Despite never being a financial and profitable line, it did survive until 1960. During the great depression, it took a major hit as the bank in Victoria closed by 1931, taking the railroad's capital with it which had been deposited there. The railroad cut expenses and still managed. To provide passenger and mail service, a Lincoln automobile was fitted with flanged wheels and used on the line, but it was involved in an incident in 1933 which proved to be a liability to the owners of the road. By the mid 1930's, G&GE was little more than a right-of-way with no equipment such as locomotives or freight traffic. However, a coal mine company from Indiana would change their luck and after some hesitation, the G&GE was sold to the Central Indiana Coal company, which, in 1954, was sold to the Stonefort Corporation. The last twenty years of the line were used to mainly haul coal. The Little John mine near Victoria closed in 1960 and the abandonment of the line soon followed. Mining machinery, as well as the two Whitcomb locomotives were moved to a coal mine to the northeast in Wyoming, Illinois. The rails were sold and scrapped and the right-of-way ended back in the hands of the farmers who owned the land around it.
More country driving took us to our next station.
Chicago, Burlington and Quincy Wyoming station built in 1879, now the headquarters of the Rock Island Trail State Park. Wyoming was on the CB&Q's line between Buda and Elmwood, Illinois. The 44-and-a-half-mile mile line was built by the Dixon, Peoria and Hannibal Railroad and was bought by the CB&Q in 1899. The Buda-Elmwood branch of the railroad, which by that time had become the Burlington Northern Railroad, was torn out in 1984. The station is near the former Peoria and Rock Island Railroad line, between the Quad Cities and Peoria. That 86 mile line was operated by the Chicago, Rock Island and Pacific Railroad and did not utilize the CB&Q depot. Furthermore, after the Great Depression, the Chicago, Rock Island and Pacific ceased to offer passenger service on its line, and that line itself was abandoned in 1963.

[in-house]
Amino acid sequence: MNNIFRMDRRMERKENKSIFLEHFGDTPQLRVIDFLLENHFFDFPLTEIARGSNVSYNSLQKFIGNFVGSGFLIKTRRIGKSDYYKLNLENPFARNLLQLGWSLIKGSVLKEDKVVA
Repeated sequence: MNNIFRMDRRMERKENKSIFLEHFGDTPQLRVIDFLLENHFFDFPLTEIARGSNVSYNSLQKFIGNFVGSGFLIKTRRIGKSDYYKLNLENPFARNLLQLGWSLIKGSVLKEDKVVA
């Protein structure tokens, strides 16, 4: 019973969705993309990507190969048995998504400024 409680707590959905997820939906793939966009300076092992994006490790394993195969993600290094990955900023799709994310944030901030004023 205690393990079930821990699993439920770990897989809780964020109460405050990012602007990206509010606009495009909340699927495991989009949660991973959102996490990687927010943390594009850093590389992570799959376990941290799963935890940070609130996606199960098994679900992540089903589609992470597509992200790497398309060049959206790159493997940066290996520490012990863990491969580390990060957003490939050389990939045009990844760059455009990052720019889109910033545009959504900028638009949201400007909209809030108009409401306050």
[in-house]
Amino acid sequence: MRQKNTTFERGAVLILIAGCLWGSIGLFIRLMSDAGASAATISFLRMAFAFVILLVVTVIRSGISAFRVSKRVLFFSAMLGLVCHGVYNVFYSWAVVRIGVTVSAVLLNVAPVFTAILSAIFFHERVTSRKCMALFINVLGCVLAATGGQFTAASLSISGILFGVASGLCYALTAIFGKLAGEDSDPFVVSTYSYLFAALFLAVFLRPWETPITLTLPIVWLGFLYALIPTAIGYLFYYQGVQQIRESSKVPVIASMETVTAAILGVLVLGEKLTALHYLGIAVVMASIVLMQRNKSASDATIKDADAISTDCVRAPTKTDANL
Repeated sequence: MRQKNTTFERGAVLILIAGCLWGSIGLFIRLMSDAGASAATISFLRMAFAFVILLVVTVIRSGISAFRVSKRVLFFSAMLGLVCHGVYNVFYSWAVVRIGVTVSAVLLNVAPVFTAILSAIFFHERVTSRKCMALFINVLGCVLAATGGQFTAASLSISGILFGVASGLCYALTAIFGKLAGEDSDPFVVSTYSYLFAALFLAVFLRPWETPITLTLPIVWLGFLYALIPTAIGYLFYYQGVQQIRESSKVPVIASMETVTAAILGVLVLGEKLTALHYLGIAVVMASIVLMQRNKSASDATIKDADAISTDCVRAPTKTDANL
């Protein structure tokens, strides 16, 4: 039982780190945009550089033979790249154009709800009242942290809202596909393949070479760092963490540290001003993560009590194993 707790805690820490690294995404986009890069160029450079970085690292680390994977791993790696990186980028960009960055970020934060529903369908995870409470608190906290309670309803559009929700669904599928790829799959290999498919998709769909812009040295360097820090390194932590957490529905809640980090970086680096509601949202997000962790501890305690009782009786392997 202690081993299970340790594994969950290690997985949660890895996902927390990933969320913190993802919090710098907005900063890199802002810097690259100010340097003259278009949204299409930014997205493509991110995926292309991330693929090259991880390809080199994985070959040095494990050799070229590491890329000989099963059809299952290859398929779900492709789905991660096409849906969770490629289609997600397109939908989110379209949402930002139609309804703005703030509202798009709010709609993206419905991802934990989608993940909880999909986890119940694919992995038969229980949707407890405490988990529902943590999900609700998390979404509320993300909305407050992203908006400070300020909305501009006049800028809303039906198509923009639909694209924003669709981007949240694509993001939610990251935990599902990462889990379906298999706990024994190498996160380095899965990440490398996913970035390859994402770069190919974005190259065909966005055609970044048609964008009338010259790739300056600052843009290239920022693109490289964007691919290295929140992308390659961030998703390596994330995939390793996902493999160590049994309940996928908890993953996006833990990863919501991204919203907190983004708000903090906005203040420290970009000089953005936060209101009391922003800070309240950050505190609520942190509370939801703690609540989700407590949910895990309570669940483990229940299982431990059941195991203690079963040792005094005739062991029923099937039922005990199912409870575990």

The plaque on the station wall.
The Rock Island State Trail display board. I drove us to Streator but had to stop when I spotted a depot.
Chicago, Burlington and Quincy Streator station. From here we drove to the Santa Fe station.
Santa Fe Streator station built circa 1910 and was served by numerous Atchison, Topeka and Santa Fe Railway passenger trains during its heyday. Amtrak served the station until 1996 with the daily Southwest Chief between Chicago and Los Angeles. When the Burlington Northern and Santa Fe merged, BNSF built a connecting track between the two main lines east of Cameron, Illinois, (known as the Cameron Connector), which allowed passenger trains to change from the former Chicago, Burlington and Quincy Railroad mainline to the Southern Transcon freely. This, along with the amendment of a stretch of track that was essential for getting to Chicago Union Station, forced Amtrak to re-route the Southwest Chief to bypass Chillicothe and Streator. In 2013, the station received upgrades by BNSF Railway including a new roof, brickwork, tuck-pointing and new windows.
Here we switched drivers and Elizabeth drove us to Chesterton, Indiana where we had a good dinner at Bob Evans Restaurant before I drove us to the Best Western Indian Oak hotel and we checked in for the night.